U-M Theater and Drama Department invites you to visit 'Almost, Maine'
Photo by Peter Smith Photography
“I’ve been doing classic plays pretty consistently, so I wanted to do a more contemporary play,” said director Jerry Schwiebert, who directed “The Crucible” and “Our Town” at U-M in recent years. “I wanted to do a comedy, and ‘Almost, Maine’ is a wonderful vehicle for an actor training program. There are parts for 19 people, and unlike most shows, the parts are evenly distributed. It’s a wonderful show with a lot of audience appeal.”
The show consists of 9 vignettes that run the gamut of romantic experience: the initial spark, heartbreak, falling in love, breaking up, the joys of discovering you’re meant for each other, and finding out that you’re not.
“What this is like is—there was a whole film genre that was popular for a while that did this same kind of thing,” said Schwiebert. “You watch one scene, and then the camera pans up into the cosmos and comes down in another part of town. That’s what (‘Almost, Maine’) comes out of. The trick to the show, of course, is that you have a bunch of scene changes. But if you can do those in such a way that it thematically ties together, then that sort of changes things a bit.”“Almost, Maine” premiered in 2004 in Maine—where Cariani (an actor who has starred in "Law & Order" and "Numb3rs") grew up—and was a huge hit before being transfered to Off-Broadway in 2006, where it had a more disappointing, month-long run. Even so, theaters around the world, as well as high school and community theater groups, have picked up the show and run with it, to the point that "Almost, Maine" outstripped "Our Town" and "A Midsummer Night's Dream" in the number of amateur productions produced in a year.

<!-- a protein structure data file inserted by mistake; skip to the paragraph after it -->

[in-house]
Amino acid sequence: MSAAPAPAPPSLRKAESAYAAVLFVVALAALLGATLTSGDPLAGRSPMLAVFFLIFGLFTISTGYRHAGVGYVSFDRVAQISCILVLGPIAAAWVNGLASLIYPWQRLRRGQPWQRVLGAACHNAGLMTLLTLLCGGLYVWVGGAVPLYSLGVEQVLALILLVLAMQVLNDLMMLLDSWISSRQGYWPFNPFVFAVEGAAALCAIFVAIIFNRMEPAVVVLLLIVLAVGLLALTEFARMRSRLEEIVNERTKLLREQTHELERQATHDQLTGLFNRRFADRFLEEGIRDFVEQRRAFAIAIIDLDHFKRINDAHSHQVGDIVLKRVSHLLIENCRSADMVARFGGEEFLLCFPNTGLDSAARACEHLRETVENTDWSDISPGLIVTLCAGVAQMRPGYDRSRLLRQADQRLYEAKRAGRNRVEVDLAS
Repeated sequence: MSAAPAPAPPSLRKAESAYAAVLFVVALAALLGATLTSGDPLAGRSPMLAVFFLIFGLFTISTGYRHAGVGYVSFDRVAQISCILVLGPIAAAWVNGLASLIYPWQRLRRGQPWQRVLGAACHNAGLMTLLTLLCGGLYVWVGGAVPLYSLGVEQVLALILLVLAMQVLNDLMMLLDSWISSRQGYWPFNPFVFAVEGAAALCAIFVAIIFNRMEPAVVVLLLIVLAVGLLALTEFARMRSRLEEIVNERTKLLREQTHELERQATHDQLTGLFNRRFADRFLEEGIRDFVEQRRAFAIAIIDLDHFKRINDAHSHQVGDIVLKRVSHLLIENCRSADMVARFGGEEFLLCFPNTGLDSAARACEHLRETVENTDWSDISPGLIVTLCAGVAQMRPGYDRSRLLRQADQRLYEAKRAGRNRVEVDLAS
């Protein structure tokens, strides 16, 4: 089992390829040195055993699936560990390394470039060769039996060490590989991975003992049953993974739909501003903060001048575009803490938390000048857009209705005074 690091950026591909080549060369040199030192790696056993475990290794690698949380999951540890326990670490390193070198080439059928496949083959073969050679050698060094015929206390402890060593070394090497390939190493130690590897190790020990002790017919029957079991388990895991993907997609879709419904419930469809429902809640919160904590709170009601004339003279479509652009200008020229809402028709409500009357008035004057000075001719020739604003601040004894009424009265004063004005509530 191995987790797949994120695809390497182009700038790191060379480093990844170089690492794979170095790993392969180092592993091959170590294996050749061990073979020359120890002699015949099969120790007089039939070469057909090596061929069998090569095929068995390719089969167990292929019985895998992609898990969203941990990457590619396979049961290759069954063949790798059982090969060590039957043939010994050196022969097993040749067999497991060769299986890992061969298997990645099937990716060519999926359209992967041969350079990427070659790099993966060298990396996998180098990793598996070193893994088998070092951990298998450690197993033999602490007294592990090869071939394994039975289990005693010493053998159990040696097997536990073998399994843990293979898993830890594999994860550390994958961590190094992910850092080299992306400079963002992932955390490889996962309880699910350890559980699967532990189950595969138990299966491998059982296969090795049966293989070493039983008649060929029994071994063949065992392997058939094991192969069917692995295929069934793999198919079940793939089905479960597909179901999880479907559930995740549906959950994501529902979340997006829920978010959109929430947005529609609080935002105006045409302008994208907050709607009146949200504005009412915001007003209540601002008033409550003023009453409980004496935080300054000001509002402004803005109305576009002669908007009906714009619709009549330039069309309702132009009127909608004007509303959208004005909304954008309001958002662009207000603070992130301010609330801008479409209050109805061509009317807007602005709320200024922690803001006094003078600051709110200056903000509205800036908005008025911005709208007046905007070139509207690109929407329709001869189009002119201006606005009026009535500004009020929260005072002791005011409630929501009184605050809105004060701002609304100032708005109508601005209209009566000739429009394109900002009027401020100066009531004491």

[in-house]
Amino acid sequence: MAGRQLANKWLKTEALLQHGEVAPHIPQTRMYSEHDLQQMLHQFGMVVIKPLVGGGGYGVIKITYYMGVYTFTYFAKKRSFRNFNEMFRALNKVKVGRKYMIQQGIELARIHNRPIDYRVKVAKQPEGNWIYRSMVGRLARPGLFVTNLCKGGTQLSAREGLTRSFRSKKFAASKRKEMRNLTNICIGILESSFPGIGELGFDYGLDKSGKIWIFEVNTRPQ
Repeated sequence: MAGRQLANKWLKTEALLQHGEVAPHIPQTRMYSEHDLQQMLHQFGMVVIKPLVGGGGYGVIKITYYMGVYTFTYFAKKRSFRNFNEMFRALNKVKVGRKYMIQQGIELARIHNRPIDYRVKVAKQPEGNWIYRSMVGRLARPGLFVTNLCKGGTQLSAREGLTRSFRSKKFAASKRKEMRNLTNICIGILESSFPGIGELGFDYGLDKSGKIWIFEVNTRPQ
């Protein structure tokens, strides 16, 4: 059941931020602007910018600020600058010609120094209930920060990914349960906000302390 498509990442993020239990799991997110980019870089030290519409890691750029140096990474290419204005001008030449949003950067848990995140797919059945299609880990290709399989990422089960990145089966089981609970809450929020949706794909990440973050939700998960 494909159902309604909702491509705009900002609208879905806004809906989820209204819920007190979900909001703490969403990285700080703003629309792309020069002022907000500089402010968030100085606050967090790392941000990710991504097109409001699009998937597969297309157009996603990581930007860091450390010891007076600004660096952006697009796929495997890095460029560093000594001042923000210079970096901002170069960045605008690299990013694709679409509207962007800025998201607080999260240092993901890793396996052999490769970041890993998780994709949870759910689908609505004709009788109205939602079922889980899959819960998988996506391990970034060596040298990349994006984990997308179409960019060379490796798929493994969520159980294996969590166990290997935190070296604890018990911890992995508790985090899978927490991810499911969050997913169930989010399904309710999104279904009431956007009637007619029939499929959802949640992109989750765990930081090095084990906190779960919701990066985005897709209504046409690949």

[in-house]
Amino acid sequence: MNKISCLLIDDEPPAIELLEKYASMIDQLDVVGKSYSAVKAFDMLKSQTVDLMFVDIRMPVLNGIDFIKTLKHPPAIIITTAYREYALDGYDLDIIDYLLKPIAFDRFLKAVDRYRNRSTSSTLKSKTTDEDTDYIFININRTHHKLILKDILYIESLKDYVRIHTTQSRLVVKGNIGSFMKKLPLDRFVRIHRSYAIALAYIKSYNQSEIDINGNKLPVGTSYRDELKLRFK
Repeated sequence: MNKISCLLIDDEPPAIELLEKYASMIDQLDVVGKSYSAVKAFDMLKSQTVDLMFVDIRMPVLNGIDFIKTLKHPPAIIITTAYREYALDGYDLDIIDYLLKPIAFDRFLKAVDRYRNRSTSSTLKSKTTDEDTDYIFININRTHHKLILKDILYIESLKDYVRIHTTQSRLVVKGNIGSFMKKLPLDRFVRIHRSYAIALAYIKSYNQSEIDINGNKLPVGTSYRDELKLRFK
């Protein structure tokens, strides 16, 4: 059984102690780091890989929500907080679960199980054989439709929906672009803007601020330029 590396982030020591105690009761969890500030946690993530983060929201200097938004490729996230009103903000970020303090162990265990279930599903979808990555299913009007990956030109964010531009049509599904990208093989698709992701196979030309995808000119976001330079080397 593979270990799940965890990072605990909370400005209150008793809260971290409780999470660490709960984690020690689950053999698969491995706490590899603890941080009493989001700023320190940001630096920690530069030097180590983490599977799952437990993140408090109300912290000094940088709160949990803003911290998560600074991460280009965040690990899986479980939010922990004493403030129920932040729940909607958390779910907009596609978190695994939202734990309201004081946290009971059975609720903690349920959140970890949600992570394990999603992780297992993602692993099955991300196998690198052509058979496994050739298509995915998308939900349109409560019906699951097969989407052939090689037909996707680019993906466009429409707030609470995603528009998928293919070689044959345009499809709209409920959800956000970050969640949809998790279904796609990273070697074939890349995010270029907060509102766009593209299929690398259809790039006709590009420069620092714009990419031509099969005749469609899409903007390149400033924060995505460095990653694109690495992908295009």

One reason the show has likely appealed to a broad range of companies is that while it can be performed with just four actors, it can also be performed with up to 19 actors.
Schwiebert has chosen the latter path. “It changes the audience experience if, when an actor’s out of the show for a little while, and he comes back as another character, then it’s, ‘Oh, that actor’s playing that part now,’” said Schwiebert. “But when the actors each have individual roles, they become more of a community of people, by my way of thinking.”
U-M grad Miriam Shor was one of the four actors in the 2006 Off-Broadway production, which made it seem, to Schwiebert, that “the stars were aligning” for a U-M production. But what made this modest, collage-style show such a hit in the last few years?
“Because when you see these individual scenes, you can’t help but see yourself in them,” said Schwiebert. “What attracted me to this was similar to what attracted me to ‘Our Town’—not that I’m necessarily comparing the two plays, but there’s an element of humanness in both. If you listen to the play four hours a night, six days a week, like I’ve been doing lately, you hear these lines, and you see yourself in that situation. Maybe in slightly different circumstances, but - there’s a scene between a husband and a wife who are having difficulties, and one person watching it said, ‘I’ve been there.’ So I think that’s what it is.”
Plus, visitors to “Almost, Maine” just might experience a little magic.
“It’s a world where love can be put in bags,” said Schwiebert. “You have to accept that, and you can’t comment on it. It just has to be how it is.”